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Africa and the Early Indian Ocean World Exchange System in the Context ofHuman–Environment Interaction

  • Gwyn Campbell
Chapter
Part of the Palgrave Series in Indian Ocean World Studies book series (IOWS)

Abstract

This volume comprises a selection of chapters by leading scholars on aspects of early exchange between Africa and the wider Indian Ocean world (IOW)—a macro-region running from Africa to the Middle East, South and Southeast Asia, and the Far East. The rationale for regarding this region as a “world” is the central significance of the monsoon system. Unlike the Atlantic and Pacific, the IOW seas (the Indian Ocean and the Indonesian and China Seas) are capped by a huge continent—Asia. During northern hemisphere summers, as the Asian continent warms up, hot air rises from the land, causing a vacuum that, through the process of convection, sucks in moist air from the oceans to the south. This creates the southwest monsoon. In winter, the opposite process occurs, and air is expelled from the continent over the oceans, creating the northeast monsoon.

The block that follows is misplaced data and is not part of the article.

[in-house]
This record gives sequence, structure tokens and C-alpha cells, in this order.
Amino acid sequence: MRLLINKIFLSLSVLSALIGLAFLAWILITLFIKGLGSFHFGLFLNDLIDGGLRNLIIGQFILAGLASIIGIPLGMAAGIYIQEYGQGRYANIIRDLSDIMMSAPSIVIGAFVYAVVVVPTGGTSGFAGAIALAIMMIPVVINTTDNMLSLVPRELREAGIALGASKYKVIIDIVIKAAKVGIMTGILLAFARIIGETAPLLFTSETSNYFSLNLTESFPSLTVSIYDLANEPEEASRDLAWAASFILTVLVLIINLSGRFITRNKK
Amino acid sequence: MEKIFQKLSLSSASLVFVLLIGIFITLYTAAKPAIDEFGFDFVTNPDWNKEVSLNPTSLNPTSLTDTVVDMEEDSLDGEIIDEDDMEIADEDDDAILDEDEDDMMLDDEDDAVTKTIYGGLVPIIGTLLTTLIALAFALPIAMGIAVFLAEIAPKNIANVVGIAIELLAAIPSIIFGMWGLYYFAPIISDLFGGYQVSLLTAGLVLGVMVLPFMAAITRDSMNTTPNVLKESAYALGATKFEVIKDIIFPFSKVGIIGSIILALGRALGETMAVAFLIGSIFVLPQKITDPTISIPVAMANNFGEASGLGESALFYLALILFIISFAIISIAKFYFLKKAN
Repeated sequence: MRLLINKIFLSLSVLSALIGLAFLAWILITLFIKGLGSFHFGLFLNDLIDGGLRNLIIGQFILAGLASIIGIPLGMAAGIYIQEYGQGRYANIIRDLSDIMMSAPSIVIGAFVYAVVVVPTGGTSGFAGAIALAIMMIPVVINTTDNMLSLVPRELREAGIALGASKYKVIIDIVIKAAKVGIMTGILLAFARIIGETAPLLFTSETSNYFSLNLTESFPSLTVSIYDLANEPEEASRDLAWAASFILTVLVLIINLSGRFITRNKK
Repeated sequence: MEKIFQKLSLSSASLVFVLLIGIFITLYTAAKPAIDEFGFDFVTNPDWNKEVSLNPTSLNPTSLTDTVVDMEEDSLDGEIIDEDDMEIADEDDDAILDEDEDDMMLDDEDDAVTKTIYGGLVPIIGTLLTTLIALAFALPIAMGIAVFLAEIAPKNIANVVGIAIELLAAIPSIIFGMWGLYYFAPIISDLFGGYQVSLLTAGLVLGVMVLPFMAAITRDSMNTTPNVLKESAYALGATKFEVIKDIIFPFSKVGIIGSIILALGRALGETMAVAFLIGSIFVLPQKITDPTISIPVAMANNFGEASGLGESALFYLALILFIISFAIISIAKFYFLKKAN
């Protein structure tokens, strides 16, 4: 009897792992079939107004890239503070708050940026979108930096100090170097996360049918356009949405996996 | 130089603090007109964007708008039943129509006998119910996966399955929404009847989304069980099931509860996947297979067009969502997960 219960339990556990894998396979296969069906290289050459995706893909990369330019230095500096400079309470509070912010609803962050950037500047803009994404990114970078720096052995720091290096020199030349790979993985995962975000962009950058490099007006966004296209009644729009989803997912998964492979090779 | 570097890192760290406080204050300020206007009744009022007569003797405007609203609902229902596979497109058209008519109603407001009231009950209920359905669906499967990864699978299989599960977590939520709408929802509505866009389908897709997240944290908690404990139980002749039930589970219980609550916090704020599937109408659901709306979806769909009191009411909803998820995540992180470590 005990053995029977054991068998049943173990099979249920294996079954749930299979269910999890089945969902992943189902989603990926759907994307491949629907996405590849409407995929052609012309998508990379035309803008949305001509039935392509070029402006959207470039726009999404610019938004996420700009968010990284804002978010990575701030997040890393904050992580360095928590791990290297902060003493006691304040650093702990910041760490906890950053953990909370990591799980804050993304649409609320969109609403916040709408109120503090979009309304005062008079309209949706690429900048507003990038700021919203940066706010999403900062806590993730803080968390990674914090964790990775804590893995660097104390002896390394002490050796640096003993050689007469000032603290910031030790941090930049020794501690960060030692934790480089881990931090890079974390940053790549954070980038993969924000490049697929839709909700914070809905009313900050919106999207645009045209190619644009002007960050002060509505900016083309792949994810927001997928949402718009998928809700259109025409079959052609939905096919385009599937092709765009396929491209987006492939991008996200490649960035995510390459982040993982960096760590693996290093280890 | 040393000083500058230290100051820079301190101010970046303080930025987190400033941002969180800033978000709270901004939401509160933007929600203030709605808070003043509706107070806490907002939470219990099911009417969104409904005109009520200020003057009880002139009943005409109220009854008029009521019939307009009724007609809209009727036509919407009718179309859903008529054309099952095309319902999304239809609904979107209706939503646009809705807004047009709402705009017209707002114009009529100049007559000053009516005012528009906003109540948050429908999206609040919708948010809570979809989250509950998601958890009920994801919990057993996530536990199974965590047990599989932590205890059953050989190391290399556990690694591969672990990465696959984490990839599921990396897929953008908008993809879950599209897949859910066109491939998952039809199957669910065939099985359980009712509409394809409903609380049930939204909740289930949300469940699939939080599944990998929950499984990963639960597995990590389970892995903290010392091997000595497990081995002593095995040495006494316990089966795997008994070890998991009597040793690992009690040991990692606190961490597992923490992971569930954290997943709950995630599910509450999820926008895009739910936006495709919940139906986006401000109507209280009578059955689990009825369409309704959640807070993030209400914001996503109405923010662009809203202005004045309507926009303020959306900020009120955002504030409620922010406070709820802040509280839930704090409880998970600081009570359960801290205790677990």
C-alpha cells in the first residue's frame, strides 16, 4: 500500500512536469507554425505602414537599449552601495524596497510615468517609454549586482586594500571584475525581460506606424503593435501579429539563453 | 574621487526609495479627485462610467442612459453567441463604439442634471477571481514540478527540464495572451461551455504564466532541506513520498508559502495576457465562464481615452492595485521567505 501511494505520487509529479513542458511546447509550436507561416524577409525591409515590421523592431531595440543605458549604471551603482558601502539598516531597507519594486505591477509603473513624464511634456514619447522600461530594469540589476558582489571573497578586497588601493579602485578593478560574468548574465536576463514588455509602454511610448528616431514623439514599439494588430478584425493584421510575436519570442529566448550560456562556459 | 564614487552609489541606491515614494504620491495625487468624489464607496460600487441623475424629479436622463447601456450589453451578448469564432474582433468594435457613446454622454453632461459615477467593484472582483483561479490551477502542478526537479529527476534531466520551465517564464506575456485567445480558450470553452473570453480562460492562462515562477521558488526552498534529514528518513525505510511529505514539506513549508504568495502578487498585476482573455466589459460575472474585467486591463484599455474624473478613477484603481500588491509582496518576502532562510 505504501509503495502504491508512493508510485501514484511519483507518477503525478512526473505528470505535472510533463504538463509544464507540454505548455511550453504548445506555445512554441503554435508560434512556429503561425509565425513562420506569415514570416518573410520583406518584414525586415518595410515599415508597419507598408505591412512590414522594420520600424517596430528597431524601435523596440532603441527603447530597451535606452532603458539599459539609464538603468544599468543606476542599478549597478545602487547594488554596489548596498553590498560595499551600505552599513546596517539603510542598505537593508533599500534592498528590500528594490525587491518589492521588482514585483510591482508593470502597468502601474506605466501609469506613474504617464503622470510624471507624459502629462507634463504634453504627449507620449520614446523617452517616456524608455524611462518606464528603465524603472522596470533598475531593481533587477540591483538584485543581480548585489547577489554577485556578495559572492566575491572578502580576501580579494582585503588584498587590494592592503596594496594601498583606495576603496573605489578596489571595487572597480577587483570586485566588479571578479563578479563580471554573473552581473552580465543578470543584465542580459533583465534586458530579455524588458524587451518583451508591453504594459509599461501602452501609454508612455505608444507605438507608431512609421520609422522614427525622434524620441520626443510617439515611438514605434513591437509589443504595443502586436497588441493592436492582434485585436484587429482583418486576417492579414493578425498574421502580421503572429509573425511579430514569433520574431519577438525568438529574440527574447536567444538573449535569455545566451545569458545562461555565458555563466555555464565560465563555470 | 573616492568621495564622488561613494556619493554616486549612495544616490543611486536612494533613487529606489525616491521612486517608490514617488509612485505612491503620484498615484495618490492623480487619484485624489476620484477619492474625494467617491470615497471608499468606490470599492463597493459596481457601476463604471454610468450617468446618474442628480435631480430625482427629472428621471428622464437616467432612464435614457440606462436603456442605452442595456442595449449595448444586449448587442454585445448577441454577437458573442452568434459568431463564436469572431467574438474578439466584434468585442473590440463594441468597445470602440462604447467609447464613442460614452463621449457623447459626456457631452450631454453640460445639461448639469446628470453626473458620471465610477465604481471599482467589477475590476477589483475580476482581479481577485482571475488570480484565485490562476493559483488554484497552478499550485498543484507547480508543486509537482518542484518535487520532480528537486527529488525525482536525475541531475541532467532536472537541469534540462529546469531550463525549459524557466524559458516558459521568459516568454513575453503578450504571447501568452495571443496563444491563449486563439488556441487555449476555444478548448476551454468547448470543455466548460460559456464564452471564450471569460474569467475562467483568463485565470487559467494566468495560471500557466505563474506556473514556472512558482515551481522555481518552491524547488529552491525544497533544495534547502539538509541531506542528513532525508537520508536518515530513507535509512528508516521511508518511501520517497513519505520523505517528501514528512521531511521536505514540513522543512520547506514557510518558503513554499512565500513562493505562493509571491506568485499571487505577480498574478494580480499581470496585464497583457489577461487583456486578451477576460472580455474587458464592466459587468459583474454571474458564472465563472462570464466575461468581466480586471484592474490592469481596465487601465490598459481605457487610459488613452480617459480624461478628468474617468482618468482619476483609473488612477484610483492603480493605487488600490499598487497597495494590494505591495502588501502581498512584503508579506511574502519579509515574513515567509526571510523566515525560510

Keywords

Indian Ocean Southwest Monsoon Thirteenth Century Twelfth Century East African Coast 
These keywords were added by machine and not by the authors. This process is experimental and the keywords may be updated as the learning algorithm improves.

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Authors and Affiliations

  • Gwyn Campbell
    • 1
  1. 1.McGill UniversityMontrealCanada

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